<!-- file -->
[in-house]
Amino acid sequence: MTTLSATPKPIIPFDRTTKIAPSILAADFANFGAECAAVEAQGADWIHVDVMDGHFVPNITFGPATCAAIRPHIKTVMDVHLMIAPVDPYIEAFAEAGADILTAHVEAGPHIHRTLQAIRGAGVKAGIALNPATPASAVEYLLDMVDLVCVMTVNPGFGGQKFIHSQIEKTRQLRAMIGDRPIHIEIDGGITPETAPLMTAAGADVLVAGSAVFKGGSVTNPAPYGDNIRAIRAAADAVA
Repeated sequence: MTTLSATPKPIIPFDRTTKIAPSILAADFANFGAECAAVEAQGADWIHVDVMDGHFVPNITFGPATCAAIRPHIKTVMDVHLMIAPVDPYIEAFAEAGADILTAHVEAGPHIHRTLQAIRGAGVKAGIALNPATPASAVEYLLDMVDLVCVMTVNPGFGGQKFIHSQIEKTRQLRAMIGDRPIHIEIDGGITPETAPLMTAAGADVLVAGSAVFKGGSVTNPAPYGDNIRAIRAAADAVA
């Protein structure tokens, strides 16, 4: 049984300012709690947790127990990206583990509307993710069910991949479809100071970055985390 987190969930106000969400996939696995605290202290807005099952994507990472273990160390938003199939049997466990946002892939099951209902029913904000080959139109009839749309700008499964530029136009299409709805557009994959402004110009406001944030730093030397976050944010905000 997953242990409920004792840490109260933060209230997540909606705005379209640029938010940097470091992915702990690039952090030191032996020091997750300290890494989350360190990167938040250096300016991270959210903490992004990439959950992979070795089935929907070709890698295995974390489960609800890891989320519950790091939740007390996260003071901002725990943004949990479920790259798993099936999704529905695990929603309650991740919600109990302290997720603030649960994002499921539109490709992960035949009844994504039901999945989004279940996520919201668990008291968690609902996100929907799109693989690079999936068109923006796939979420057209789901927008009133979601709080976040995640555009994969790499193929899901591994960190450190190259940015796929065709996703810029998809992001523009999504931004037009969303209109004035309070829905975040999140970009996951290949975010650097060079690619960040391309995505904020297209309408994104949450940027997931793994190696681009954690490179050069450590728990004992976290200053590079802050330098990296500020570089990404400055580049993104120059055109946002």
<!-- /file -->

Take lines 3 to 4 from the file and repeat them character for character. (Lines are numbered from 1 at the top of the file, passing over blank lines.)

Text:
Repeated sequence: MTTLSATPKPIIPFDRTTKIAPSILAADFANFGAECAAVEAQGADWIHVDVMDGHFVPNITFGPATCAAIRPHIKTVMDVHLMIAPVDPYIEAFAEAGADILTAHVEAGPHIHRTLQAIRGAGVKAGIALNPATPASAVEYLLDMVDLVCVMTVNPGFGGQKFIHSQIEKTRQLRAMIGDRPIHIEIDGGITPETAPLMTAAGADVLVAGSAVFKGGSVTNPAPYGDNIRAIRAAADAVA
């Protein structure tokens, strides 16, 4: 049984300012709690947790127990990206583990509307993710069910991949479809100071970055985390 987190969930106000969400996939696995605290202290807005099952994507990472273990160390938003199939049997466990946002892939099951209902029913904000080959139109009839749309700008499964530029136009299409709805557009994959402004110009406001944030730093030397976050944010905000 997953242990409920004792840490109260933060209230997540909606705005379209640029938010940097470091992915702990690039952090030191032996020091997750300290890494989350360190990167938040250096300016991270959210903490992004990439959950992979070795089935929907070709890698295995974390489960609800890891989320519950790091939740007390996260003071901002725990943004949990479920790259798993099936999704529905695990929603309650991740919600109990302290997720603030649960994002499921539109490709992960035949009844994504039901999945989004279940996520919201668990008291968690609902996100929907799109693989690079999936068109923006796939979420057209789901927008009133979601709080976040995640555009994969790499193929899901591994960190450190190259940015796929065709996703810029998809992001523009999504931004037009969303209109004035309070829905975040999140970009996951290949975010650097060079690619960040391309995505904020297209309408994104949450940027997931793994190696681009954690490179050069450590728990004992976290200053590079802050330098990296500020570089990404400055580049993104120059055109946002």